23. National Low Income Housing Coalition. (2008). Out of Reach. Retrieved, October 21, 2008. Washington, DC: Author. back
  24. Administration on Children and Families, Child Care Bureau. (2008). FFY 2006 CCDF Data Tables (Final, July 2008); Average Monthly Adjusted Number of Children and Families Served. Retrieved November 10, 2008. Washington, DC: HHS.
    Administration on Children and Families, Child Care Bureau. (2007). FFY 2005 CCDF Data Tables and Charts; Average Monthly Adjusted Number of Children and Families Served. Retrieved November 22, 2008. Washington, DC: HHS.
    Administration on Children and Families, Child Care Bureau. (2006). FFY 2004 CCDF Data Tables and Charts; Average Monthly Adjusted Number of Children and Families Served. Retrieved November 22, 2008. Washington, DC: HHS. back
  25. Schulman, K. & Blank, H. (2008). State Child Care Assistance Policies 2008: Too Little Progress for Children & Families. Retrieved November 10, 2008. Washington, DC: National Women's Law Center. back
  26. Ibid. back
  27. Administration for Children and Families, Office of Head Start. (2008). Head Start Program Fact Sheet, Fiscal Year 2008. Retrieved October 6, 2008. Washington, D.C.: HHS. back
  28. Kaiser Commission on Medicaid and the Uninsured. (n.d.). State Medicaid Fact Sheets. Retrieved October 6, 2008. Washington, DC: Author. back
  29. Centers for Medicare and Medicaid Services. (n.d.). Medicaid Statistical Information System. Retrieved November 21, 2007. Washington, DC: HHS. back
  30. Ibid. back
  31. Smith, V.; Rousseau, D.; Marks, C.; & Rudowitz, R. (2008) SCHIP Enrollment in June 2007: An Update on Current Enrollment and SCHIP Policy Directions. Retrieved December 3, 2008. Washington, DC: Kaiser Commission on Medicaid and the Uninsured. back
  32. U.S. Census Bureau. (2008.) Current Population Survey, 2008 Annual Social and Economic Supplement. Retrieved October 27, 2008. Washington, DC: Author. back
  33. Annie E. Casey Foundation. (2008). Kids Count. State Level Data Online: Comparisons by Topic: Low birthweight babies: Number: 2005. Retrieved November 21, 2008. Baltimore: Author.
    Annie E. Casey Foundation. (2008). Kids Count. State Level Data Online: Comparisons by Topic: Low birthweight babies: Percent: 2005. Retrieved November 21, 2008. Baltimore: Author. back
  34. Annie E. Casey Foundation. (2008). Kids Count. State Level Data Online: Comparisons by Topic: Infant Mortality: Number: 2005. Retrieved November 21, 2008. Baltimore: Author.
    Annie E. Casey Foundation. (2008). Kids Count. State Level Data Online: Comparisons by Topic: Infant Mortality: Rate: 2005. Retrieved November 21, 2008. Baltimore, MD: Author. back
  35. Annie E. Casey Foundation. (2008). Kids Count. State Level Data Online: Comparisons by Topic: Teen Births, by Age Group, Rate per 1,000: 2005. Retrieved November 21, 2008. Baltimore: Author. back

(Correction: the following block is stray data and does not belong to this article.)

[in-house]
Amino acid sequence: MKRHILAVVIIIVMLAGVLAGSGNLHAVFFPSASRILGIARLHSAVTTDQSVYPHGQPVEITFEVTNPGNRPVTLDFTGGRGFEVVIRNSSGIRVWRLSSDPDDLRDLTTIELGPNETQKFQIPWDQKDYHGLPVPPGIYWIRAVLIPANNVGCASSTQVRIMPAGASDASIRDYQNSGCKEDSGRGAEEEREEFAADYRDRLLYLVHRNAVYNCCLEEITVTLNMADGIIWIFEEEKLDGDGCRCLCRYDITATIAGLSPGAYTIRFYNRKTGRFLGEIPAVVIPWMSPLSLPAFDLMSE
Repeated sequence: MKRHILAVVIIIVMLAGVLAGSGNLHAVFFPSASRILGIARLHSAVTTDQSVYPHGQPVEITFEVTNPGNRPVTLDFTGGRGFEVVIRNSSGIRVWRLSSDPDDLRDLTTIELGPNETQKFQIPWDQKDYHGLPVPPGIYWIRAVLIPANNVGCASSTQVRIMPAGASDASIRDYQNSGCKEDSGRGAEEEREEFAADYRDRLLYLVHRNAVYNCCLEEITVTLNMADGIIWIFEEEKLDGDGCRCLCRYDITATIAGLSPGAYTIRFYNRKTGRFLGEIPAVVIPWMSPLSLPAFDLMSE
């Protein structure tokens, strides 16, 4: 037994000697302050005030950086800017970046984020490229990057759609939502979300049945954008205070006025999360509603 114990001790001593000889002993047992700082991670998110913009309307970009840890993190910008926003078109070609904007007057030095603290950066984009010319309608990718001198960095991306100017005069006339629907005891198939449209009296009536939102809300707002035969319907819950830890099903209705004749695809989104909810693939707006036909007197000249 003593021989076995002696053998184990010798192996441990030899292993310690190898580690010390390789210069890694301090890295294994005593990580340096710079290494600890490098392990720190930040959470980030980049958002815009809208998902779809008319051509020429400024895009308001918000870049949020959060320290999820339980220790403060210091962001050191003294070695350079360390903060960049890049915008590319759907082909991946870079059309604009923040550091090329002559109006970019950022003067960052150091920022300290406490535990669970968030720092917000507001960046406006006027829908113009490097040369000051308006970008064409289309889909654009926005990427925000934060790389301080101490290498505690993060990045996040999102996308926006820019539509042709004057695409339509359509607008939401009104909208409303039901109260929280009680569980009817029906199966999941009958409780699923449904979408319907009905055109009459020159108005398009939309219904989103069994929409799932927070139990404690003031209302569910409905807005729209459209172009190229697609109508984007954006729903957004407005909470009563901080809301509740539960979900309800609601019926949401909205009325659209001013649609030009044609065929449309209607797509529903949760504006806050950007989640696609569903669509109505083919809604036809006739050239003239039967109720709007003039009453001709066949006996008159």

36. Centers for Disease Control and Prevention. (2008). HIV/AIDS Surveillance Report, 2006. Vol. 17. Retrieved October 6, 2008. Atlanta: Author. back
  37. Substance Abuse and Mental Health Services Administration (SAMHSA), Office of Applied Studies. (2008). State Estimates of Substance Use from the 2005-2006 National Surveys on Drug Use and Health. Retrieved November 10, 2008. Rockville, MD: Author. back
  38. Children who age out of foster care are captured by the AFCARS emancipation data element. Children who exit care to emancipation are those who reach the age of majority according to state law by virtue of age, marriage, etc. CWLA, Special AFCARS tabulation. back
  39. Annie E. Casey Foundation. (2008). Kids Count. State Level Data Online: Comparisons by Topic: Teens who are high school dropouts: Number: 2008. Retrieved November 10, 2008. Baltimore: Author. back
  40. Annie E. Casey Foundation. (2008). Kids Count. State Level Data Online: Comparisons by Topic: Teens not attending school and not working: Percent: 2007. Retrieved November 10, 2008. Baltimore: Author. back
  41. Annie E. Casey Foundation (2008). Kids Count. State Level Data Online: Comparisons by Topic: Persons Age 18-24 not attending school, not working, and no degree beyond High School: Percent 2006. Retrieved November 10, 2008. Baltimore: Author. back
  42. SAMHSA, State Estimates of Substance Use from the 2005-2006 National Surveys on Drug Use and Healthback
  43. Ibid. back
  44. National Center for Injury Prevention and Control. (2008). Injury Mortality Reports, 1999-2005. Retrieved November 5, 2008. Atlanta: Centers for Disease Control and Prevention. back
  45. Ibid. back
  46. Federal Bureau of Investigation. (2008). Crime in the United States 2007 (Table 69). Retrieved November 5, 2008. Washington, DC: Author.
    Federal Bureau of Investigation. (2007). Crime in the United States 2006 (Table 69). Retrieved November 5, 2008. Washington, DC: Author. back
  47. Sickmund, M.; Sladky, T.J., & Kang, W. (2008). Census of Juveniles in Residential Placement Databook. Retrieved November 5, 2008. Washington, DC: Office of Juvenile Justice and Delinquency Prevention. back
  48. Examples of direct services include child abuse/neglect investigations, foster care, community-based programs, case management, and all such services required for the safety, permanency, and well-being of children. Examples of administrative services include management information systems, training programs, eligibility determination processes, and all services that provide the infrastructure supports for the public agency. DeVooght, K.; Allen, T.; & Geen, R. (2008). Federal, State, and Local Spending to Address Child Abuse and Neglect in SFY 2006. Washington, DC: Child Trends. back
  49. Ibid. back
  50. CWLA, Special AFCARS tabulation. back
  51. U.S. General Accounting Office. (2003). Child Welfare: HHS Could Play a Greater Role in Helping Child Welfare Agencies Recruit and Retain Staff. Retrieved January 27, 2009. Washington, DC: Author. back
  52. Ibid. back
  53. Ibid. back
  54. CWLA. (2006). State Child Welfare Agency Survey. Washington, DC: Author.
    U.S. Census Bureau. (2005). Median Income for 4-Person Families, by State. Retrieved, October 3, 2006. Washington, DC: Author. back